void visit_variable(expression<math_visitor> e){
value = variables[e[0].string()];
}

void visit_left_binary_operator_list (expression<math_visitor> e){
double lhs = get_value(e[0]);

for(auto i:range((e.size()-1)/2)*2+1){
double rhs = get_value(e[i+1]);
if(e[i].character()=='+'){ lhs = lhs + rhs; }
else if(e[i].character()=='-'){ lhs = lhs - rhs; }
else if(e[i].character()=='*'){ lhs = lhs * rhs; }
else if(e[i].character()=='/'){ lhs = lhs / rhs; }
else throw "undefined operator";
}

value = lhs;
}

void visit_exponent(expression<math_visitor> e){
if(e.size() == 1) e[0].accept();
else value = pow(get_value(e[0]), get_value(e[1]));
}

};

int main(int argc, char ** argv){
parsing_expression_grammar_builder<math_visitor> g;
using expression = expression<math_visitor>;

g["Expression"] << "Set | Sum"                               << [](expression e){ e[0].accept(); };
g["Set"       ] << "Name '=' Sum"                            << [](expression e){ e[0].visitor().visit_set_variable(e); };
g["Sum"       ] << "Product  (AddSub Product)*"              << [](expression e){ e.visitor().visit_left_binary_operator_list(e); };
g["Product"   ] << "Exponent (MulDiv Exponent)*"             << [](expression e){ e.visitor().visit_left_binary_operator_list(e); };
g["MulDiv"    ] << "[*/]"                                    ;
g["Exponent"  ] << "Atomic (('^' | '**') Exponent) | Atomic" << [](expression e){ e.visitor().visit_exponent(e); };
g["Atomic"    ] << "Number | Brackets | Variable"            << [](expression e){ e[0].accept(); };
g["Brackets"  ] << "'(' Sum ')'"                             << [](expression e){ e[0].accept(); };
g["Number"    ] << "'-'? [0-9]+ ('.' [0-9]+)?"               << [](expression e){ e.visitor().visit_number(e); };
g["Variable"  ] << "Name"                                    << [](expression e){ e.visitor().visit_variable(e); };
g["Name"      ] << "[a-zA-Z] [a-zA-Z]*"                      ;

g.set_starting_rule("Expression");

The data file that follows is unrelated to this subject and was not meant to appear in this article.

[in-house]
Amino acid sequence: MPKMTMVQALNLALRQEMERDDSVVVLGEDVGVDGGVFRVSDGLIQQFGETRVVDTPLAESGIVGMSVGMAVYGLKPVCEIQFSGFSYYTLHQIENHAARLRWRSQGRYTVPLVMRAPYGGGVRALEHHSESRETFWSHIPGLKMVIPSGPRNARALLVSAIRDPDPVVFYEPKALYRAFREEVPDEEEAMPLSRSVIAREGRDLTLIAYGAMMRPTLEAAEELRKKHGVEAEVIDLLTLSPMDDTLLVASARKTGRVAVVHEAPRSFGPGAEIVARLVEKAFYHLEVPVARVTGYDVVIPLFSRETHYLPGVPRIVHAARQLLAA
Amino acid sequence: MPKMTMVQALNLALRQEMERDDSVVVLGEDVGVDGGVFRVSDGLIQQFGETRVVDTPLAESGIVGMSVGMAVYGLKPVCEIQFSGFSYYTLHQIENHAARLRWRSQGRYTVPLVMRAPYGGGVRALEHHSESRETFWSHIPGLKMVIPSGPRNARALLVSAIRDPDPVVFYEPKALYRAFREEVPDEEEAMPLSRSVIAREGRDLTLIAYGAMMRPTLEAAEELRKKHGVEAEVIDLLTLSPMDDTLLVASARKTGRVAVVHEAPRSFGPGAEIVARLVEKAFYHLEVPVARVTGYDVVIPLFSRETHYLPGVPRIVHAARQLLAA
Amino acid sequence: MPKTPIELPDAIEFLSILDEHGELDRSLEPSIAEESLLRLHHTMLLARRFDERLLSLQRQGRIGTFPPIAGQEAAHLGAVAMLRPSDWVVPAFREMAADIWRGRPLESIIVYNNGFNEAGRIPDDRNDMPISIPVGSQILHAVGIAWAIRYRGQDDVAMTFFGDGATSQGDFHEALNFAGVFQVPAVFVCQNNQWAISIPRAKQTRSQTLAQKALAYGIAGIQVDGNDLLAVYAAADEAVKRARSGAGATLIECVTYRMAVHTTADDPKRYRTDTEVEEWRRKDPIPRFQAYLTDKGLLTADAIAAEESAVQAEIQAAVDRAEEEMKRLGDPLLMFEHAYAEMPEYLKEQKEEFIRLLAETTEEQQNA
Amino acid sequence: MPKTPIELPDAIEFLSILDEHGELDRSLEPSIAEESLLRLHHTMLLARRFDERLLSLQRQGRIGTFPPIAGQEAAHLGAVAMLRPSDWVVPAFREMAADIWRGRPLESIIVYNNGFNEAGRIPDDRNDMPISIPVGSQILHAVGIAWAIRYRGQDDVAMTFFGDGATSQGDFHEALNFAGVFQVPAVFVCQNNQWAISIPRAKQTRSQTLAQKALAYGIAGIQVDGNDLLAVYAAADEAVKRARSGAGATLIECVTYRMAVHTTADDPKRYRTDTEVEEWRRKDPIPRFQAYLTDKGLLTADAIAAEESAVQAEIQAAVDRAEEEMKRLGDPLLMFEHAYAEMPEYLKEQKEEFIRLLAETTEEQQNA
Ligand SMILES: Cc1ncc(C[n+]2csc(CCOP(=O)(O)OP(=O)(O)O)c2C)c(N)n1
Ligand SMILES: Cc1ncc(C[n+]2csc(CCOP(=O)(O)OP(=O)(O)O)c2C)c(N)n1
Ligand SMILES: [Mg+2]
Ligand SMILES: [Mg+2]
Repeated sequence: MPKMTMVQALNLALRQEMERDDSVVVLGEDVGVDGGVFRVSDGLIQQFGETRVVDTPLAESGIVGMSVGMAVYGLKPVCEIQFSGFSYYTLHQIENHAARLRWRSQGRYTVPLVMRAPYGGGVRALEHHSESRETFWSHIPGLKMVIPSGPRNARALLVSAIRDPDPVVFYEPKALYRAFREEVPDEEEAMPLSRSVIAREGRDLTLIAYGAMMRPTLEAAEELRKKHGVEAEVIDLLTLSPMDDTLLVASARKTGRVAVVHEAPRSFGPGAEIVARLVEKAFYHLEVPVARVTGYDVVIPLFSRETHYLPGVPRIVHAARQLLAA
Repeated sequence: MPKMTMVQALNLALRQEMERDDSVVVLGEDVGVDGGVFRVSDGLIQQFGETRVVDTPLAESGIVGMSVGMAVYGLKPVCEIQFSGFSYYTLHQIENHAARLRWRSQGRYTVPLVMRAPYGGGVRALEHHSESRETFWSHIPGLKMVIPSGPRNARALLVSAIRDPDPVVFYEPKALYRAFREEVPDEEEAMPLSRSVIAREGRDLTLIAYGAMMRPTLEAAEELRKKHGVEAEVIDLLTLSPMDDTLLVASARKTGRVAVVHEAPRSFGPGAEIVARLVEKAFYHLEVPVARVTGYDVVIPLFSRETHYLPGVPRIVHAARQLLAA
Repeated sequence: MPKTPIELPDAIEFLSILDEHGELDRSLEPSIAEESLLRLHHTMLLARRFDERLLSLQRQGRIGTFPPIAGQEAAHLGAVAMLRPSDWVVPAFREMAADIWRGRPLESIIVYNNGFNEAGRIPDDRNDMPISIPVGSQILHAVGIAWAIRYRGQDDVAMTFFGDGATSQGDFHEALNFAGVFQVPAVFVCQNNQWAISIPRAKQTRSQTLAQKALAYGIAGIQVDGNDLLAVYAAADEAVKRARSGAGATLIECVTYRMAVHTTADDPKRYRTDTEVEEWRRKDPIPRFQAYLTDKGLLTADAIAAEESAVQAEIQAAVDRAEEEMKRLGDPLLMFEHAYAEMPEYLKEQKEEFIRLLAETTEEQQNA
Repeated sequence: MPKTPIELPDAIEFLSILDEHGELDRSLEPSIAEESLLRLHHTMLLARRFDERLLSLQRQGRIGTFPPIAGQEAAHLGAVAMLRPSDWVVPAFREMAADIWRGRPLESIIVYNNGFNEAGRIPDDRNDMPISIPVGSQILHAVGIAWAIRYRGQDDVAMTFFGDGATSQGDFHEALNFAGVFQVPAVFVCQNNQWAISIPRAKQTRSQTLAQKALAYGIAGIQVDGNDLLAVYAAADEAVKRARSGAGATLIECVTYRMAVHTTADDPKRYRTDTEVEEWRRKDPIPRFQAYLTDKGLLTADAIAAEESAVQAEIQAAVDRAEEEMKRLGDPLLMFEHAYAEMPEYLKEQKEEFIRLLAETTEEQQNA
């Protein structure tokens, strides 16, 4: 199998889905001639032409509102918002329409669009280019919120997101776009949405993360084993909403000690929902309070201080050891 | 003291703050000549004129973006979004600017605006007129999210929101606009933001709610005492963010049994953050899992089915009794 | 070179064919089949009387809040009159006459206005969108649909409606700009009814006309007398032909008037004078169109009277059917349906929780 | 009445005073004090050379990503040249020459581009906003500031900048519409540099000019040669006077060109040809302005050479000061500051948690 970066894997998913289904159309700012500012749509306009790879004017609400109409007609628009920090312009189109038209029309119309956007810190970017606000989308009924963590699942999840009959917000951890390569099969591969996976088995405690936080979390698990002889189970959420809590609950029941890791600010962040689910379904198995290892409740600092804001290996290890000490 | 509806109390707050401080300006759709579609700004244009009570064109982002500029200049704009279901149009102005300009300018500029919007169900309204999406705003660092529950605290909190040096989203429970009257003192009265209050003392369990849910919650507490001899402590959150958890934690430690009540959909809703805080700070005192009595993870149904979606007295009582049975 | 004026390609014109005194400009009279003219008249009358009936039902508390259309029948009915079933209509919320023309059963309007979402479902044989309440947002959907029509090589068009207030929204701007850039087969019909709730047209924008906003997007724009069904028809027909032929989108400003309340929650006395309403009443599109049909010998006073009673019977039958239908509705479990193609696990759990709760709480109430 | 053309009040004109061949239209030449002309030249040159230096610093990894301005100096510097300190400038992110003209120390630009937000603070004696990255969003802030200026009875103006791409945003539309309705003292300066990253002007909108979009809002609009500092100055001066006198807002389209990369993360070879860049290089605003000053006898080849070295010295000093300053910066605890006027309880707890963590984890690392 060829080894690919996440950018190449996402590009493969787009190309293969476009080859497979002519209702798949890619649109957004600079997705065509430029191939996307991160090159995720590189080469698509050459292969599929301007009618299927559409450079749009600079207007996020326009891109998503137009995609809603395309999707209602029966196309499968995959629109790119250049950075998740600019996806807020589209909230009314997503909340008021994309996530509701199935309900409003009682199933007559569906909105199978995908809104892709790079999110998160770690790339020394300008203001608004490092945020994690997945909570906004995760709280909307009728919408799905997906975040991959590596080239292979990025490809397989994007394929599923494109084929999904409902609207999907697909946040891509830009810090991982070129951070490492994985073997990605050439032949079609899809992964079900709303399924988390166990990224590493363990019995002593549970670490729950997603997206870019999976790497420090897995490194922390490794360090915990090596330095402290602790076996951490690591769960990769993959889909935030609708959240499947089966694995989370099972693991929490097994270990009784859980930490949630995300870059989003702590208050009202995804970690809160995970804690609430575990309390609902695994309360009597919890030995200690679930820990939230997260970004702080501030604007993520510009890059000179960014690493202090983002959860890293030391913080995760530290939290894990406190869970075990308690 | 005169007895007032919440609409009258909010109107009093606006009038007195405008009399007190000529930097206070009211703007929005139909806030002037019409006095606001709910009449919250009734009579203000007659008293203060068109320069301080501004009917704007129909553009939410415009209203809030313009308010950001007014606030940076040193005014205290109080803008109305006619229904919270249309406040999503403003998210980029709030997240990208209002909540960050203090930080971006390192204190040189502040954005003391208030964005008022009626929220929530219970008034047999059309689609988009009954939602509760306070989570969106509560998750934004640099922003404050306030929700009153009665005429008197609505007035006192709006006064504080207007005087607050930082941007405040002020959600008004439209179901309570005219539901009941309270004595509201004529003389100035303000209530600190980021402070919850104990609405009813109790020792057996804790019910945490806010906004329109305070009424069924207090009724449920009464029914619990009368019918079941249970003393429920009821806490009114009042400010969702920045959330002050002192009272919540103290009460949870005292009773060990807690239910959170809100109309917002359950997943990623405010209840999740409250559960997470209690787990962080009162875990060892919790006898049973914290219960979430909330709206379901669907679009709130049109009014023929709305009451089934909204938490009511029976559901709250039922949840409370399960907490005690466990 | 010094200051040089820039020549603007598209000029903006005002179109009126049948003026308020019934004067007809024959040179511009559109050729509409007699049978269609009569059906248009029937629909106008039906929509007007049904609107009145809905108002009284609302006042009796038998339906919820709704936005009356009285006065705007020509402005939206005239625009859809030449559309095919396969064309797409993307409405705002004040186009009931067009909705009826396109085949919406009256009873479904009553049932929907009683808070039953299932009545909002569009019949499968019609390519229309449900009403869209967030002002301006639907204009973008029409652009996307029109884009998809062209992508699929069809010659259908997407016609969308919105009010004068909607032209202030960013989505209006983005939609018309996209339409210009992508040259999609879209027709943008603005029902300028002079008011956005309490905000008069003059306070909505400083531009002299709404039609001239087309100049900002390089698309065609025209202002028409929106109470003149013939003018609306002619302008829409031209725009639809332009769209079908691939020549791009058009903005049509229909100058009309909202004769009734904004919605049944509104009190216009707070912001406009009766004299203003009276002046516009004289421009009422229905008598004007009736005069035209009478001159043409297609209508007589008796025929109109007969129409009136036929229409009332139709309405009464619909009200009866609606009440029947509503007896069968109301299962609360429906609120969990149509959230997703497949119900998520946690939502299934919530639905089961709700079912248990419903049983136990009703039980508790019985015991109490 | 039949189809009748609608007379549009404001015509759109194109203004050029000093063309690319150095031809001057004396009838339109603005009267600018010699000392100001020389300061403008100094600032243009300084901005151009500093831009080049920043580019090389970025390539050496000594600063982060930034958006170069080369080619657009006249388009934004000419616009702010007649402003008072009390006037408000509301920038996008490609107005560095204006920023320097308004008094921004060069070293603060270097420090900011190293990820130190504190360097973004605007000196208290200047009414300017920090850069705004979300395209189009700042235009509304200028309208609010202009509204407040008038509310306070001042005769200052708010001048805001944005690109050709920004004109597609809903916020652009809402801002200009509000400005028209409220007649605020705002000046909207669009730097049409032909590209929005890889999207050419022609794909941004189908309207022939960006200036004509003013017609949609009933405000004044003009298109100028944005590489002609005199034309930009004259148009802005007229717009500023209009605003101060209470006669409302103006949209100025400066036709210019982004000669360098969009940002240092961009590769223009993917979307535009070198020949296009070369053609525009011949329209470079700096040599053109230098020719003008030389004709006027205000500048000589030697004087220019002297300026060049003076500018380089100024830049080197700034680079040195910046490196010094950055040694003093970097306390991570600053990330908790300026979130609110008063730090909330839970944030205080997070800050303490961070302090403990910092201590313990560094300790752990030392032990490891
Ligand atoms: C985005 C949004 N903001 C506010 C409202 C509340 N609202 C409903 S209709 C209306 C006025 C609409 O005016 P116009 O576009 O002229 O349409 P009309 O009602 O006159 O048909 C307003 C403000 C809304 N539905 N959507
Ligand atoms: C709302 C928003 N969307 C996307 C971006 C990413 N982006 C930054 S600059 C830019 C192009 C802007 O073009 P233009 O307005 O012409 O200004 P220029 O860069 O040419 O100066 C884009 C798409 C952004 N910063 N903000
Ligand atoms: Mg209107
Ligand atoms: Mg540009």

g["Whitespace"] << "[ \t]";

g.set_separator_rule("Whitespace");

auto p = g.get_parser();

math_visitor visitor;

while (true) {
string str;
cout << "> ";
getline(cin,str);
if(str == "q" || str == "quit")break;
cout << " -> ";
try { p.parse(str).accept(&visitor); cout << visitor.get_value(); }
catch (parser<math_visitor>::error e){ cout << e.error_message(); }
cout << endl;
}

return 0;
}


Some languages (including C) use ambiguous grammars where an expression such as x*y obviously needs to be parsed differently if x is a) a variable or b) a type. To resolve this I introduced grammar filters which are functionals (expression)->bool called immediately after matching a production rule.

For example, a word in the following grammar will only register as a type if there is a type named as the word and otherwise as a variable:

  unordered_set<string> types;
g["Expression"] << "Type | Variable";
g["Type"]       << "Name" >> [&](expression e)->bool{ return types.find(e[0].string()) != types.end(); };
g["Variable"]   << "Name" ;
g["Name"]       << "[a-zA-Z] [a-zA-Z0-9]*";


What I would like to know is: Is it clear what is happening here based on the examples? Can they or other syntax be improved? Do you think the project is useful?

The full source code is available at GitHib.

• Much easier to use Lex(Flex)/Yacc(Bison) to do this. – Martin York Dec 8 '14 at 20:44
• IMHO Flex/Bison is something very different and a lot harder to learn and work with. First of all this is just a c++ header you include. In Flex/Bison you mix languages and need separate tools for generating. Secondly, PEG grammars differ greatly from Flex/Bison grammars since they don't require lexing. This makes them a lot more intuitive to construct. I am aware that this particular example is trivial in Bison, however in most cases using Flex actually becomes painfully more complicated (e.g. lexing a String with escaped characters). – Lars Melchior Dec 9 '14 at 1:13
• really i like using namespace std going to use it back in my code too. – MORTAL Dec 10 '14 at 4:53
• @MORTAL except here it is used in implementation files (that don't get included elsewhere) so if you know the consequences then that is fine. – ratchet freak Dec 10 '14 at 12:53